Wednesday 26 November 2014

UK Private Copying Exception faces Court Challenge

As readers will know, on 1 October 2014, the Copyright and Rights in Performances (Personal Copies for Private Use) Regulations 2014 came into force. This introduced the UK's private copying exception, as contemplated by Article 5(2)(b) of the Copyright Directive (2001/29/EC). At its heart, the purpose of the UK exception was said to be to legitimise format-shifting i.e. it allows consumers to copy music from their CDs onto their MP3 players (which, as you may well be thinking, people have been doing for years anyway, regardless of lawfulness) although it also covers cloud lockers and other types of personal copying. 

The Government now faces judicial review over its implementation of the legislation. The claimants are the British Academy of Songwriters, Composers and Authors (BASCA), Musicians' Union (MU) and UK Music. Whilst they support the introduction of a private copying exception to keep up with the development of technology and practice, the government has introduced the exception without means of 'fair compensation' for musicians, composers and rightholders, as required by the Copyright Directive. 

The lack of compensation sets the UK apart from other EU Member States, whose exceptions provide for fair compensation, usually in the form of a levy on blank media or devices used for copying.  As the UK Music press release puts it  "It is the compensatory element of a private copying exception that lies at the heart of EU law and underpins common respect for the songwriters, composers and musicians whose work is copied."

Or as "The Register" chooses to put it "For reasons known only to itself, officials at the Intellectual Property Office (IPO) insisted that the UK government didn’t have to [introduce a levy], arguing the value of the music was “priced in”.

The judicial review will (if the applicants are granted leave to pursue the case) analyse the government's decision-making leading to the introduction of an exception without the critical element of 'fair compensation', and ascertain whether this means the legislation is ultra vires due to incompatibility with EU law. The complainants' intention is for the law to be re-made, to provide compensation for rightholders.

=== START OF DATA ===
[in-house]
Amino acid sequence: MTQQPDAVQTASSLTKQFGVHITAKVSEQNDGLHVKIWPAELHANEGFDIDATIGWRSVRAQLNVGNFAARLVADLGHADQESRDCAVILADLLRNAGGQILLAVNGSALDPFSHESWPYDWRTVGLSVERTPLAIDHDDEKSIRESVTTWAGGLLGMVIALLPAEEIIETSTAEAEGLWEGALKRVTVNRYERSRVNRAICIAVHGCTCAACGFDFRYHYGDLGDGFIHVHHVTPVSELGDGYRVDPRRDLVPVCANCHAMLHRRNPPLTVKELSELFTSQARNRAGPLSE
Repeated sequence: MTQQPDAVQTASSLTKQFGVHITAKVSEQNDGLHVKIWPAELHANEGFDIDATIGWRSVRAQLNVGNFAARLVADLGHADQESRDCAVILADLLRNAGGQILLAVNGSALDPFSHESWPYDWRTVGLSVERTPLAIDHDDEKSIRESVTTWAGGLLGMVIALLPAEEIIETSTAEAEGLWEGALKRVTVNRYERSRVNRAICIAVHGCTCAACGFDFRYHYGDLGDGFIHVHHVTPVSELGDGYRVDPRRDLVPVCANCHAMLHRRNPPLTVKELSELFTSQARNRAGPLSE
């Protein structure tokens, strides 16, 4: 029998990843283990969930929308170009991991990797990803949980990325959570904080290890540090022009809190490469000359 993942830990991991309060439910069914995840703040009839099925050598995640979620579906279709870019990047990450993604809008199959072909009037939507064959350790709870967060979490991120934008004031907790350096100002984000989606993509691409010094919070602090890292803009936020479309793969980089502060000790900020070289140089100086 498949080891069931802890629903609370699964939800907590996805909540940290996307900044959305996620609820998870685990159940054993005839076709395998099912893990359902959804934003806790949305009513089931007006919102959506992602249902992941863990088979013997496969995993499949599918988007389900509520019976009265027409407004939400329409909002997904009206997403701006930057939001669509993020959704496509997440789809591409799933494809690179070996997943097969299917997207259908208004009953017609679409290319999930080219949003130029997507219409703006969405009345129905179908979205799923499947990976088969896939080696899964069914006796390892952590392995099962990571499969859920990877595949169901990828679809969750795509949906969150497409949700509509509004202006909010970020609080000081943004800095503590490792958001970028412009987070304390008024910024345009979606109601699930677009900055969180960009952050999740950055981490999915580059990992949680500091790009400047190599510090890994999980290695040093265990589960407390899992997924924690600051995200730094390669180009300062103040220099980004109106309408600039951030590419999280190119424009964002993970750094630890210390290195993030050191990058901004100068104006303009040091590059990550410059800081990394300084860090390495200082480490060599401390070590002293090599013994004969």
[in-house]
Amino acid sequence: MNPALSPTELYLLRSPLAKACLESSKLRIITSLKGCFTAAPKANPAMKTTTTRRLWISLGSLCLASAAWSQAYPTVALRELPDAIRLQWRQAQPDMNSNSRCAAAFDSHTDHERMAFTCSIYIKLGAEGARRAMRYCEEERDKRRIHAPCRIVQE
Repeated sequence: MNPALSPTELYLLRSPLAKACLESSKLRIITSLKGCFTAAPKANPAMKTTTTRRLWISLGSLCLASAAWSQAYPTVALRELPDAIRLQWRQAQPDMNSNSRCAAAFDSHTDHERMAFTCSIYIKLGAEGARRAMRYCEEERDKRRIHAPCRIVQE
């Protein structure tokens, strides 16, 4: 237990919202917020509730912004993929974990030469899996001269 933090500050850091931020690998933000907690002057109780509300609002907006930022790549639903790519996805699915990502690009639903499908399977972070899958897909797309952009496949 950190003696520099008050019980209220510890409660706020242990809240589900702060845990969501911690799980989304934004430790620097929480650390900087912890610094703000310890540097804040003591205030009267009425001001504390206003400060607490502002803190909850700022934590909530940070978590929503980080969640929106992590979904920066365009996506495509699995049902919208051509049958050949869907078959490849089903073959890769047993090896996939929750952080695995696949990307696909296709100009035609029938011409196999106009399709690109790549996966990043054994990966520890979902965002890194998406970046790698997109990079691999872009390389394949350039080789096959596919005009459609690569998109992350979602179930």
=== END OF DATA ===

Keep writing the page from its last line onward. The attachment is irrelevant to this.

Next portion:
Anonymous said...

The difference is that in countries that have a private copying exception with a levy scheme, the levy is to compensate for the private copying of *other people's* purchased copies, not the format shifting of one's own.

The Government considered what would be appropriate compensation for format-shifting by consumers, and they came up with the value ZERO, because consumers have already paid in full to enjoy the music.

The rightsholders got their sale. They have added no further value. They're owed nothing more.

policyperson said...


Surely they only applied for a JR so far. So "the Judicial Review will" is not quite right. Apols if I have misunderstood.


Ben said...

I have always thought that any levy should be split between compensating rights owners - and compensating consumers - who have, as technology developed - been obliged to rebuy content they already 'own'. As a youth who first brought music in the 70s, I have some tracks on vinyl, cassette AND CD - and would stronly object to repaying yet again for digital - and arguably in this format only for a limited licence. I managed to miss out mini-discs and laser discs, other tape formats etc etc but I must have brought Teenage Kicks at least four times!

Anonymous said...

PolicyPerson - in process terms, you are right that the Court must first grant leave, but in considering whether to grant leave, the questions being considered will be the same as those ultimately considered, so I think that "will" is acceptable - have however updated the post accordingly.